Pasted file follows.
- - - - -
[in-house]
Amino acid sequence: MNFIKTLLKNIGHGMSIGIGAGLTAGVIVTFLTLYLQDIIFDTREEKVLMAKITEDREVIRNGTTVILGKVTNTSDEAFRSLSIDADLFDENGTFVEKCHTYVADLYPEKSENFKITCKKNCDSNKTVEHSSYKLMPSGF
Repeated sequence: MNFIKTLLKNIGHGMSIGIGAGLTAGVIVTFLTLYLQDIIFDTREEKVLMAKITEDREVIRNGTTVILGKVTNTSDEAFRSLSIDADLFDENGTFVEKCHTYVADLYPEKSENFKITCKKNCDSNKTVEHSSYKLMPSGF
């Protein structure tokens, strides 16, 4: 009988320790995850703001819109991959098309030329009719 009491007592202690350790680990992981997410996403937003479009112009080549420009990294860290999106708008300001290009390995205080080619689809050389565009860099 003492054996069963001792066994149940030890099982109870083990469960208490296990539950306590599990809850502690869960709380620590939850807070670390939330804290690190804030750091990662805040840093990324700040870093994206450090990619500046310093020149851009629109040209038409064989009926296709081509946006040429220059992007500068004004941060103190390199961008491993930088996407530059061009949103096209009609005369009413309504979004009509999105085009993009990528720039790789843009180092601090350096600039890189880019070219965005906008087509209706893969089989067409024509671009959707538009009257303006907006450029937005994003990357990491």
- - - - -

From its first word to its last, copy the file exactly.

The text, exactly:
[in-house]
Amino acid sequence: MNFIKTLLKNIGHGMSIGIGAGLTAGVIVTFLTLYLQDIIFDTREEKVLMAKITEDREVIRNGTTVILGKVTNTSDEAFRSLSIDADLFDENGTFVEKCHTYVADLYPEKSENFKITCKKNCDSNKTVEHSSYKLMPSGF
Repeated sequence: MNFIKTLLKNIGHGMSIGIGAGLTAGVIVTFLTLYLQDIIFDTREEKVLMAKITEDREVIRNGTTVILGKVTNTSDEAFRSLSIDADLFDENGTFVEKCHTYVADLYPEKSENFKITCKKNCDSNKTVEHSSYKLMPSGF
């Protein structure tokens, strides 16, 4: 009988320790995850703001819109991959098309030329009719 009491007592202690350790680990992981997410996403937003479009112009080549420009990294860290999106708008300001290009390995205080080619689809050389565009860099 003492054996069963001792066994149940030890099982109870083990469960208490296990539950306590599990809850502690869960709380620590939850807070670390939330804290690190804030750091990662805040840093990324700040870093994206450090990619500046310093020149851009629109040209038409064989009926296709081509946006040429220059992007500068004004941060103190390199961008491993930088996407530059061009949103096209009609005369009413309504979004009509999105085009993009990528720039790789843009180092601090350096600039890189880019070219965005906008087509209706893969089989067409024509671009959707538009009257303006907006450029937005994003990357990491």